• $\begingroup$ Knowing the subfields is equivalent to knowing the subgroups of the Galois group, but there is no reason to guess the field. If $H$ is the subgroup of the Galois group, then the field is generated by the traces of the $\zeta^k$ in the fixed field of $H$, and these can be computed as $\sum_{\tau\in H}\tau(\zeta^k)$. $\endgroup$ – Lord Shark the Unknown Dec 7 '17 at 18:51
  • $\begingroup$ What LordShark said defines the fixed fields. Then, the primitive element theorem guarantees $\mathbb{Q}(\alpha_1,\ldots,\alpha_m)=\mathbb{Q}(\sum_{l=1}^m c_l \alpha_l)$ for almost every choices of $c_l \in\mathbb{Q}$. Maybe in the cyclotomic case, we can find some bound such that $|c_l| >|c_{l-1}|+ B $ does the trick ? $\endgroup$ – reuns Dec 7 '17 at 19:31
  • $\begingroup$ To find such a $B$, I think it suffices to find a lower bound for $\min_k |\sum_{\tau \in H} \tau(\zeta^k)|$. @LordSharktheUnknown $\endgroup$ – reuns Dec 7 '17 at 19:50

Actually the theory of Gaussian periods (which Gauss developped in his study of the construction of regular $n$-gons by ruler and compass) allows to describe explicitly the subfields of the cyclotomic field $K_n=\mathbf Q (\zeta_n)$ when $n$ is square free. If $n$ has a factor $p^2$, there is a conjectural characterization (see precisely below). Here is brief summary :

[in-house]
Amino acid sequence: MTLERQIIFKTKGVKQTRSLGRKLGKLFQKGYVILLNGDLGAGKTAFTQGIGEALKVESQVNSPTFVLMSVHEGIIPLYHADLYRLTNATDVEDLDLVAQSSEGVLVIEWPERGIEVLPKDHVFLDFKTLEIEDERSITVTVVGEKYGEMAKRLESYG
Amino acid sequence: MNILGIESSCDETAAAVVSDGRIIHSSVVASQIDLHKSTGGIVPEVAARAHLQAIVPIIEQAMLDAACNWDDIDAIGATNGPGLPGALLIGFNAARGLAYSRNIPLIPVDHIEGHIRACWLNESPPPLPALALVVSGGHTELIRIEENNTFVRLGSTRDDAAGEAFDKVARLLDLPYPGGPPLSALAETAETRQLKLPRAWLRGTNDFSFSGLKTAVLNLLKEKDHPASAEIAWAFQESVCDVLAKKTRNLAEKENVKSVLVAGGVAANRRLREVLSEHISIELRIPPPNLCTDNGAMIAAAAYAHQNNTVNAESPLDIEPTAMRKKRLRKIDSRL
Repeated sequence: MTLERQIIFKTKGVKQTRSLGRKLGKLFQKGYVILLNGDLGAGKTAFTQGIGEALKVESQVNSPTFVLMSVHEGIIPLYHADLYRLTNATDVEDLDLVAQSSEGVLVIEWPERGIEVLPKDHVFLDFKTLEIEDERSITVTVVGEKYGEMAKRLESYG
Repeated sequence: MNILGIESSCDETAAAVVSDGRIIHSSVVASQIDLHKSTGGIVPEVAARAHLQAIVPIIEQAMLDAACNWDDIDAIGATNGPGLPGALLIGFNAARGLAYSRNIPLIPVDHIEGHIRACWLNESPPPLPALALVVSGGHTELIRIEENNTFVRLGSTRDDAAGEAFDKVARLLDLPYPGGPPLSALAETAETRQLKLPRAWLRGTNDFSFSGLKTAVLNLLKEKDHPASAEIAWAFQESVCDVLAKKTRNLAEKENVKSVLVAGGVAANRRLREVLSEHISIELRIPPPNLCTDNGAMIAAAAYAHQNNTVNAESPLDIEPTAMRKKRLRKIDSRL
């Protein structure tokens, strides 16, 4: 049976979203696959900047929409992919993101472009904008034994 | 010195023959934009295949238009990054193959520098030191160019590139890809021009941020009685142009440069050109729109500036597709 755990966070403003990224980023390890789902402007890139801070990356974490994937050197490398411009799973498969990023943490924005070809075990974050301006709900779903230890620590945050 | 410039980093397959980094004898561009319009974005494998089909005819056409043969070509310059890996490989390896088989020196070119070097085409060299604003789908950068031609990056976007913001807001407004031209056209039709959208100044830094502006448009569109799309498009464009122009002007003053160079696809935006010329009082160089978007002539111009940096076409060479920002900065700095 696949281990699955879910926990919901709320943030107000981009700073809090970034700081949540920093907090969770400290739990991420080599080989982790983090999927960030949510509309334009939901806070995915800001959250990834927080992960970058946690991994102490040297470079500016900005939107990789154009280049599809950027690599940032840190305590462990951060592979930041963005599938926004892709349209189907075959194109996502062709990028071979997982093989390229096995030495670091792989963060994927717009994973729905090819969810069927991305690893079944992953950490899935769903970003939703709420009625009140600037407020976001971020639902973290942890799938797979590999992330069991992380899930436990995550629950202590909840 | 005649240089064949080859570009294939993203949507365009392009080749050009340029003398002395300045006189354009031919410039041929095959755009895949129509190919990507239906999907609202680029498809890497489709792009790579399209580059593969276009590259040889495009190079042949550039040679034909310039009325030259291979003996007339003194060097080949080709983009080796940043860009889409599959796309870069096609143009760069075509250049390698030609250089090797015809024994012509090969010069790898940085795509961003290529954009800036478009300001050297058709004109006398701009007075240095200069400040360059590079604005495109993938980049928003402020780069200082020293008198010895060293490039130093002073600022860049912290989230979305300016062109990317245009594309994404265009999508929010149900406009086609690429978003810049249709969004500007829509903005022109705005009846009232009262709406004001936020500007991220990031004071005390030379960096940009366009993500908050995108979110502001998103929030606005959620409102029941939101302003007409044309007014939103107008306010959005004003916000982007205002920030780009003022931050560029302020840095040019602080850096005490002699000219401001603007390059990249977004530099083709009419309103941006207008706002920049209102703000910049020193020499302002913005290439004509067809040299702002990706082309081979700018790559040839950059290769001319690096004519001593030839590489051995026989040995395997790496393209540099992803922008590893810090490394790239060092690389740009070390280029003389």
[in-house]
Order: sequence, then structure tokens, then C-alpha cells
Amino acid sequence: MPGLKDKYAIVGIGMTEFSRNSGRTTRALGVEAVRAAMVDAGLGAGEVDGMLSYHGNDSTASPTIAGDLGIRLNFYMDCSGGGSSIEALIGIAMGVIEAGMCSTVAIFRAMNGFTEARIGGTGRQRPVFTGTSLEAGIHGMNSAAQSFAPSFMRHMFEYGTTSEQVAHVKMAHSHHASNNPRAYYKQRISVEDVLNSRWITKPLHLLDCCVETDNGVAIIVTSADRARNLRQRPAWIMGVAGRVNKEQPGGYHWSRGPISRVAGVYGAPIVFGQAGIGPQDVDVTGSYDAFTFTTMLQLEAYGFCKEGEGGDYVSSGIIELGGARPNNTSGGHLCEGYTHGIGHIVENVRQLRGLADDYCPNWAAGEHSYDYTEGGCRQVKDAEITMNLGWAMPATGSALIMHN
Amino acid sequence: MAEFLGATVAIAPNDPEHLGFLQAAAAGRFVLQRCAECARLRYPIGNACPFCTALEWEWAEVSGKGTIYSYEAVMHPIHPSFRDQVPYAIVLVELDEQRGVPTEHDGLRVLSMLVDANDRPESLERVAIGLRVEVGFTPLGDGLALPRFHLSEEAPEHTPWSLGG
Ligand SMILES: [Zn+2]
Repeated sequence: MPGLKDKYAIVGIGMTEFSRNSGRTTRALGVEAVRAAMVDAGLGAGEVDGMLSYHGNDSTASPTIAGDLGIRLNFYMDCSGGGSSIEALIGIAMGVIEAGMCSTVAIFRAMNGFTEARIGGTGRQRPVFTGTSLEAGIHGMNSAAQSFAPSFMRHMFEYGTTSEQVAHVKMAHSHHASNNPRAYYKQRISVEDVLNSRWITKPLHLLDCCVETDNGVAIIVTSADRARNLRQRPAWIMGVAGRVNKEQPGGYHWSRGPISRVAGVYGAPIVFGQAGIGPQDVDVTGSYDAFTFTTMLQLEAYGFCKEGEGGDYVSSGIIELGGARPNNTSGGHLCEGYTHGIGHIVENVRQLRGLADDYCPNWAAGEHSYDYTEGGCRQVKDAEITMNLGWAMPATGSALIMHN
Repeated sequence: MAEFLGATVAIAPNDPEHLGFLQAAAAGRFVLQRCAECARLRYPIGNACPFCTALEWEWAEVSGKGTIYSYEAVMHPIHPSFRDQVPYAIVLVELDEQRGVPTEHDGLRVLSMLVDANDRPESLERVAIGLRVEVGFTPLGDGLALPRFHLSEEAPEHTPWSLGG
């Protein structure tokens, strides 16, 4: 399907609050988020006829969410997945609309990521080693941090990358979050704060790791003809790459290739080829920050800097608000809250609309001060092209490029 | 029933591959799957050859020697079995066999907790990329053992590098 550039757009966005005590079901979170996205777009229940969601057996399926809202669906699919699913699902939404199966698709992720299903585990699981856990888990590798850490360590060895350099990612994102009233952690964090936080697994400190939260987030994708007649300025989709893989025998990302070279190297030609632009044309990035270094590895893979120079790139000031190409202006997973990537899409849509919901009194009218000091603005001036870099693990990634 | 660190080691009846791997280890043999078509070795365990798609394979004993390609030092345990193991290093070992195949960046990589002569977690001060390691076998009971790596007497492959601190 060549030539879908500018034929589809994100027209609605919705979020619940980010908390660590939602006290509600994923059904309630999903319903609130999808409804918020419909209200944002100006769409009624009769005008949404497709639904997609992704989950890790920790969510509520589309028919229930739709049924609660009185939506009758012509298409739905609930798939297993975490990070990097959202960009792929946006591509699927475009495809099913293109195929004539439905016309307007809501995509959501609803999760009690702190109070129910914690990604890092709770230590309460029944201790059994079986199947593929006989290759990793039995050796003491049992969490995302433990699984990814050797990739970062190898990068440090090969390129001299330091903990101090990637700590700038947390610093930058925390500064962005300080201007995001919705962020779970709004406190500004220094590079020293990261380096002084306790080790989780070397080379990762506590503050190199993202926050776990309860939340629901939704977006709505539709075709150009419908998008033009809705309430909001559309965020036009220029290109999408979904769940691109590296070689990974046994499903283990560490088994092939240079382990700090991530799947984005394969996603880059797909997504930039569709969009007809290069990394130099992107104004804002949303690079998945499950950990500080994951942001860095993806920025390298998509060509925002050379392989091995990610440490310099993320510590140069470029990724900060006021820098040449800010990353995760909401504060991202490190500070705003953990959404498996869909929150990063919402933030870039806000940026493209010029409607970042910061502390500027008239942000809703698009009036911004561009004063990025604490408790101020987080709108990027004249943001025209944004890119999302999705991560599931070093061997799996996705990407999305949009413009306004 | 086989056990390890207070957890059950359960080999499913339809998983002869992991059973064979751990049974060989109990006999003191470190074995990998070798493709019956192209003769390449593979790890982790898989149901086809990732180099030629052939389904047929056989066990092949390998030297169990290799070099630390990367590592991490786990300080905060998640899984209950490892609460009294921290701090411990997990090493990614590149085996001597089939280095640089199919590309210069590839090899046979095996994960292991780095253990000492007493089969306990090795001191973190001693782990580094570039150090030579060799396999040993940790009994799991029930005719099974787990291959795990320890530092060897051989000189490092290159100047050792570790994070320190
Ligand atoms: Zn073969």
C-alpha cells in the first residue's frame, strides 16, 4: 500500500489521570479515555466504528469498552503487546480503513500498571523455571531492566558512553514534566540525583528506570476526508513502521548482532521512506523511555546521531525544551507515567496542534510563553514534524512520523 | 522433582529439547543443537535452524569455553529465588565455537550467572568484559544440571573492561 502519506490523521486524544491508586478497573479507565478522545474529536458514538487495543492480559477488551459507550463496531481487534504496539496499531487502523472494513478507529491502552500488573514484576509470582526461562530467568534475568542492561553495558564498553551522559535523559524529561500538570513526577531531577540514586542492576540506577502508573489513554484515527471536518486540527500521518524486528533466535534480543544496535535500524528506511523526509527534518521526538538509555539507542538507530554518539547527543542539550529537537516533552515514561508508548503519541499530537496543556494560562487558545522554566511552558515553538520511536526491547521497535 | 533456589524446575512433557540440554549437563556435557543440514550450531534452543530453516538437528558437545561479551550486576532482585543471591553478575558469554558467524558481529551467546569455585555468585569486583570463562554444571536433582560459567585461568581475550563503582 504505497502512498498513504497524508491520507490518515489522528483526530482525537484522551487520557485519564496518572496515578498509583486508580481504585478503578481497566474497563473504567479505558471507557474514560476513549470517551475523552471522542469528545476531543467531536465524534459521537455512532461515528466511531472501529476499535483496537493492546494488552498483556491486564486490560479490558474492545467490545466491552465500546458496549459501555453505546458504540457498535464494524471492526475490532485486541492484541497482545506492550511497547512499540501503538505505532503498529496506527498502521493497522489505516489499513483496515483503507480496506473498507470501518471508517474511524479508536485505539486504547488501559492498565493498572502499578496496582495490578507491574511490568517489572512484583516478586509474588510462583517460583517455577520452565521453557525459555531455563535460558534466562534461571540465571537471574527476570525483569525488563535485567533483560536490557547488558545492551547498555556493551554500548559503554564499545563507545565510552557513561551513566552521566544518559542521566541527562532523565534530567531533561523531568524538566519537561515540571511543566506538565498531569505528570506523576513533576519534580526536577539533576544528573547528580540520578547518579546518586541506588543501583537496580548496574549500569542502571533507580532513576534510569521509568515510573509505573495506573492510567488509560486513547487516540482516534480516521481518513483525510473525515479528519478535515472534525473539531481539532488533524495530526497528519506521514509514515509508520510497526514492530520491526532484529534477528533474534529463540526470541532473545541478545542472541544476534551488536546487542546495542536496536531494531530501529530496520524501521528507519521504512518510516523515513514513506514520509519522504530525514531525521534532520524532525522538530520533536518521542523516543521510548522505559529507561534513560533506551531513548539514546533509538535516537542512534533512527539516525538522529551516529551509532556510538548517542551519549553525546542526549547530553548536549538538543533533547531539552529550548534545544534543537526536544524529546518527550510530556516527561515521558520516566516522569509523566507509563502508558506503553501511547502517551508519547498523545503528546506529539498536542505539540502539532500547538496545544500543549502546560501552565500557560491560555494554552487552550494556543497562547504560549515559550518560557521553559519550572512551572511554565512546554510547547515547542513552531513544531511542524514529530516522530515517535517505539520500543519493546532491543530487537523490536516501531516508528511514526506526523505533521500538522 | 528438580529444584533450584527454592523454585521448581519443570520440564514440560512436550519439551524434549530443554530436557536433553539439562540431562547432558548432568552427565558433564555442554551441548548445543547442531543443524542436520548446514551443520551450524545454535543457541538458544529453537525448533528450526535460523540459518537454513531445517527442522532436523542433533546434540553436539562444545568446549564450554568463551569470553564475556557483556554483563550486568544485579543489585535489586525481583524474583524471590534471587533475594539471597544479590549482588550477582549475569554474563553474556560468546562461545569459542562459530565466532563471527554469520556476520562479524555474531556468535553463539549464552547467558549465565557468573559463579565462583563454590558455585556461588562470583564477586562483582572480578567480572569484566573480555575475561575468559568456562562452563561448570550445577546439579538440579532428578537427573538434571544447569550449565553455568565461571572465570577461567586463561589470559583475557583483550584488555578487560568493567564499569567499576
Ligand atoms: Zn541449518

Fix $n$ and drop the index $n$ in the notations. Write $\mathcal G =Gal(K/\mathbf Q) \cong (\mathbf Z/n\mathbf Z)^*$. For any subgroup $G \le \mathcal G$ , for any $a \in (\mathbf Z/n\mathbf Z)^* $, define the Gaussian period $S(G, a):=\sum g({\zeta}^{a})$ for $g\in G$ (so it's a special trace value, and in particular $S(G,1)\in K^{G}$). The Gaussian periods behave well under Galois action, in particular, if $H \le G$, then $S(G, a)= \sum s(S(H,a))$ for $s$ running through $G/H$.

Theorem: The periods $S(G,b)$ for all $b\in \mathcal G/G$ form an integral basis of the ring of integers of $K^{G}$ iff $n$ is square-free. A lemma in the course of the proof states that if $n$ is square-free, then $K^{G}=\mathbf Q(S(G,1))$, which answers your question in this case.

Conjecture (based on numerical examples): $K^{G}=\mathbf Q(S(G,1))$ iff $G$ contains no subgroup of the form $<1+ \frac n p>$ for any prime $p$ s.t. $p^2\mid n$.

  • $\begingroup$ Did you think about finding a lower bound for $|S(G,a)|$ ? An upper bound is trivial, thus It would let us construct a generic primitive element. $\endgroup$ – reuns Dec 8 '17 at 17:07
  • $\begingroup$ No, not really, combinatorial problems are not my cup of tea. Besides, it appears that the innocent looking problem of bounding the norm of a sum of roots of unity (initiated by G. Myerson, I think) is actually awfully hard, mobilizing such techniques as Fourier transformation on finite abelian groups or the Mahler measure of a polynomial. I happened to see in a recent article (W. Duke, Bull. London Math. Soc., 39, 5 (2007), MR 2365222), in an asymptotic distribution formula, the intervention of $L'(-1, \chi)$, where $L(s, \chi)$ is the Diriclet L-function ! $\endgroup$ – nguyen quang do Dec 9 '17 at 9:20